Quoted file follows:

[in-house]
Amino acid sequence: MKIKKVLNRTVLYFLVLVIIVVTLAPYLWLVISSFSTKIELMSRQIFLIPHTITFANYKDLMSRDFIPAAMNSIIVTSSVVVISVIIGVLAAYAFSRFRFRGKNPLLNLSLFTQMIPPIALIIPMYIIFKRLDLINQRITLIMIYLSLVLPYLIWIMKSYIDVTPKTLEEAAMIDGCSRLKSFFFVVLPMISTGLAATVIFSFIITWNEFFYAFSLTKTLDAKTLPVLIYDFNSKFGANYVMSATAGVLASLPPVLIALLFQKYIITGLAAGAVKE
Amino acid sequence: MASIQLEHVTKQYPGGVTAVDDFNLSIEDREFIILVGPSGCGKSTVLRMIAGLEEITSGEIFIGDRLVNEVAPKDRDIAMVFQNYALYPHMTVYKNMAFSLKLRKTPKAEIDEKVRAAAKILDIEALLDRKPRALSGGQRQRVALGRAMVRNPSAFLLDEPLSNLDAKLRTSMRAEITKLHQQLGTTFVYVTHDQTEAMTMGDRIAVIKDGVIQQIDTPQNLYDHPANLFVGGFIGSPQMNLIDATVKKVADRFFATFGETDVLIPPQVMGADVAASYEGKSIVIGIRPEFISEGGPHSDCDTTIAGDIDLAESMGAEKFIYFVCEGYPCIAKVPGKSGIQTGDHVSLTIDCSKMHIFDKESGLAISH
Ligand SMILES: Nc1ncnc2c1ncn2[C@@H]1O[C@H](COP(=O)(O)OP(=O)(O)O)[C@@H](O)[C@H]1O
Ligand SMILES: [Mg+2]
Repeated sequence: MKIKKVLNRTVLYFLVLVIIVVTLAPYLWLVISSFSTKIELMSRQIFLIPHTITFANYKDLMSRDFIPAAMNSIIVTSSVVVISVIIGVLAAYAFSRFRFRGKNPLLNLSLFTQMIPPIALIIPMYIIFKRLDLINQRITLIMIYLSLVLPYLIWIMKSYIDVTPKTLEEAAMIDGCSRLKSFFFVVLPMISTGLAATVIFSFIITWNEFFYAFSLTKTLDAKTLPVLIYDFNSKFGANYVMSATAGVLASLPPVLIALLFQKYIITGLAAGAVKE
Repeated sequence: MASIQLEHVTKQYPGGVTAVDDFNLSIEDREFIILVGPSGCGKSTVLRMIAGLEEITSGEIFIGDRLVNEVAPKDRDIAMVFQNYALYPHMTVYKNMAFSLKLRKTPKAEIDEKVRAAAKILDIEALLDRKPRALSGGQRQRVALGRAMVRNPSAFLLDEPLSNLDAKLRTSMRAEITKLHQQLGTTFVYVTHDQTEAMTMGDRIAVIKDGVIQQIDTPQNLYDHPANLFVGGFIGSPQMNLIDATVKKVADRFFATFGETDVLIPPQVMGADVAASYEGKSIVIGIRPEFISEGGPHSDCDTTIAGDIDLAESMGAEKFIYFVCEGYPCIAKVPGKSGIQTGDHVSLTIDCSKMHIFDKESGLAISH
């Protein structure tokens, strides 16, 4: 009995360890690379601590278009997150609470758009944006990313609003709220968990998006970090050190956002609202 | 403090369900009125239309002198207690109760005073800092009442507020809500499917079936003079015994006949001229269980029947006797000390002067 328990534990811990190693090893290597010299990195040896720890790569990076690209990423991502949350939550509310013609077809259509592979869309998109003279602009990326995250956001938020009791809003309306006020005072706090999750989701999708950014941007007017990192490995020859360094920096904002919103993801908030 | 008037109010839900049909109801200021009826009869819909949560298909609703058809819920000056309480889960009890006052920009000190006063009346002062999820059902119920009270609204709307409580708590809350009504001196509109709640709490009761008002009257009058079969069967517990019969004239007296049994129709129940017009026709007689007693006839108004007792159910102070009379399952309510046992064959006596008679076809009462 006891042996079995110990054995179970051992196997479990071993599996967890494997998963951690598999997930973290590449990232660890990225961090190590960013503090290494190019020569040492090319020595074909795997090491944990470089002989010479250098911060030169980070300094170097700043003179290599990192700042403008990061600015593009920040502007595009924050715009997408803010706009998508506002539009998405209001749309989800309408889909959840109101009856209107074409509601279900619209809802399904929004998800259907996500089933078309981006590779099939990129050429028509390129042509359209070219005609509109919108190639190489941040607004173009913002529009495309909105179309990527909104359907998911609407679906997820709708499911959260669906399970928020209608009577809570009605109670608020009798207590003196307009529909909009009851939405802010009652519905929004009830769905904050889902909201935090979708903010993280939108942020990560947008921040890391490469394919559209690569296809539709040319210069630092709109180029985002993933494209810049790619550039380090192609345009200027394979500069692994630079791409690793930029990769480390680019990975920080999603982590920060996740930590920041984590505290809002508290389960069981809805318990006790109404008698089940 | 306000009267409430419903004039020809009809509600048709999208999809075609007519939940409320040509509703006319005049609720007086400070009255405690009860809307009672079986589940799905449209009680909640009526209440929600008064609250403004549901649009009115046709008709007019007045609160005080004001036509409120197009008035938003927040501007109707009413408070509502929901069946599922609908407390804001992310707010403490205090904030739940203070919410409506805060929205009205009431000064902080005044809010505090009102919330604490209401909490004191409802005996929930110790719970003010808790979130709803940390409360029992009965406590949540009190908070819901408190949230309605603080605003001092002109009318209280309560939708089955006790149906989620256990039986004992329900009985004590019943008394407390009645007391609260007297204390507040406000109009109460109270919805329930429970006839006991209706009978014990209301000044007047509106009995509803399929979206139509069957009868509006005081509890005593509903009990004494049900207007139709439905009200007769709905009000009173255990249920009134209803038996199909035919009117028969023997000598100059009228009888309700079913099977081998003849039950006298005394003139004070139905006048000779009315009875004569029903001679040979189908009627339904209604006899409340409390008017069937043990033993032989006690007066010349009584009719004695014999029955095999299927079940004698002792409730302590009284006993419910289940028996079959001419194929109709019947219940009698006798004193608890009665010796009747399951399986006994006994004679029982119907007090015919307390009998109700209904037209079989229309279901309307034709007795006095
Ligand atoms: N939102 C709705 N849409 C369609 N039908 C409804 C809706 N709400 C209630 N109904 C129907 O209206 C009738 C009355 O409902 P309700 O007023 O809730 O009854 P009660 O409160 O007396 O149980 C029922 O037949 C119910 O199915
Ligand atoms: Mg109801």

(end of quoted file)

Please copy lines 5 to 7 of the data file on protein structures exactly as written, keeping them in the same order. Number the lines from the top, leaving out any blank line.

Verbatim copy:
Ligand SMILES: [Mg+2]
Repeated sequence: MKIKKVLNRTVLYFLVLVIIVVTLAPYLWLVISSFSTKIELMSRQIFLIPHTITFANYKDLMSRDFIPAAMNSIIVTSSVVVISVIIGVLAAYAFSRFRFRGKNPLLNLSLFTQMIPPIALIIPMYIIFKRLDLINQRITLIMIYLSLVLPYLIWIMKSYIDVTPKTLEEAAMIDGCSRLKSFFFVVLPMISTGLAATVIFSFIITWNEFFYAFSLTKTLDAKTLPVLIYDFNSKFGANYVMSATAGVLASLPPVLIALLFQKYIITGLAAGAVKE
Repeated sequence: MASIQLEHVTKQYPGGVTAVDDFNLSIEDREFIILVGPSGCGKSTVLRMIAGLEEITSGEIFIGDRLVNEVAPKDRDIAMVFQNYALYPHMTVYKNMAFSLKLRKTPKAEIDEKVRAAAKILDIEALLDRKPRALSGGQRQRVALGRAMVRNPSAFLLDEPLSNLDAKLRTSMRAEITKLHQQLGTTFVYVTHDQTEAMTMGDRIAVIKDGVIQQIDTPQNLYDHPANLFVGGFIGSPQMNLIDATVKKVADRFFATFGETDVLIPPQVMGADVAASYEGKSIVIGIRPEFISEGGPHSDCDTTIAGDIDLAESMGAEKFIYFVCEGYPCIAKVPGKSGIQTGDHVSLTIDCSKMHIFDKESGLAISH